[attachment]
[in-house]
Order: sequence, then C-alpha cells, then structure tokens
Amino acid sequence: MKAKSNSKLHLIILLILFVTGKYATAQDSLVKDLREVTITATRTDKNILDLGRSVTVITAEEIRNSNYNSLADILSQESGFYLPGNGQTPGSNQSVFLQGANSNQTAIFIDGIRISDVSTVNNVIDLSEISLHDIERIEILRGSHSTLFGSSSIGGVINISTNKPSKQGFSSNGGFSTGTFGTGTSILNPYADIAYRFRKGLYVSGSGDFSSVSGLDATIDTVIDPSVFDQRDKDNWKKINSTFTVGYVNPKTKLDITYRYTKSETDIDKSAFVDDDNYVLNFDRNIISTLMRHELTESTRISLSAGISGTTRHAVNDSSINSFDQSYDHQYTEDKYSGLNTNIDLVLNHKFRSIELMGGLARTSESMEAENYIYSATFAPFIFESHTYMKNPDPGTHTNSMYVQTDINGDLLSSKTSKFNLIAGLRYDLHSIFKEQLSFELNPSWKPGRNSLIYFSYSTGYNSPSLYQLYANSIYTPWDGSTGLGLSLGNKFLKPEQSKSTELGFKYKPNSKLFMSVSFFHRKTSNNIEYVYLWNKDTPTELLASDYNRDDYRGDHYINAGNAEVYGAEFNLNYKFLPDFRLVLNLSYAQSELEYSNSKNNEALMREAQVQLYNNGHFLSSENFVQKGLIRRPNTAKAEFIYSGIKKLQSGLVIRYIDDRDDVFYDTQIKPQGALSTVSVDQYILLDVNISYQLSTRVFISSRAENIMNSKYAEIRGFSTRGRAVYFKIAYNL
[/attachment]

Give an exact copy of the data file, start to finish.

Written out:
[in-house]
Order: sequence, then C-alpha cells, then structure tokens
Amino acid sequence: MKAKSNSKLHLIILLILFVTGKYATAQDSLVKDLREVTITATRTDKNILDLGRSVTVITAEEIRNSNYNSLADILSQESGFYLPGNGQTPGSNQSVFLQGANSNQTAIFIDGIRISDVSTVNNVIDLSEISLHDIERIEILRGSHSTLFGSSSIGGVINISTNKPSKQGFSSNGGFSTGTFGTGTSILNPYADIAYRFRKGLYVSGSGDFSSVSGLDATIDTVIDPSVFDQRDKDNWKKINSTFTVGYVNPKTKLDITYRYTKSETDIDKSAFVDDDNYVLNFDRNIISTLMRHELTESTRISLSAGISGTTRHAVNDSSINSFDQSYDHQYTEDKYSGLNTNIDLVLNHKFRSIELMGGLARTSESMEAENYIYSATFAPFIFESHTYMKNPDPGTHTNSMYVQTDINGDLLSSKTSKFNLIAGLRYDLHSIFKEQLSFELNPSWKPGRNSLIYFSYSTGYNSPSLYQLYANSIYTPWDGSTGLGLSLGNKFLKPEQSKSTELGFKYKPNSKLFMSVSFFHRKTSNNIEYVYLWNKDTPTELLASDYNRDDYRGDHYINAGNAEVYGAEFNLNYKFLPDFRLVLNLSYAQSELEYSNSKNNEALMREAQVQLYNNGHFLSSENFVQKGLIRRPNTAKAEFIYSGIKKLQSGLVIRYIDDRDDVFYDTQIKPQGALSTVSVDQYILLDVNISYQLSTRVFISSRAENIMNSKYAEIRGFSTRGRAVYFKIAYNL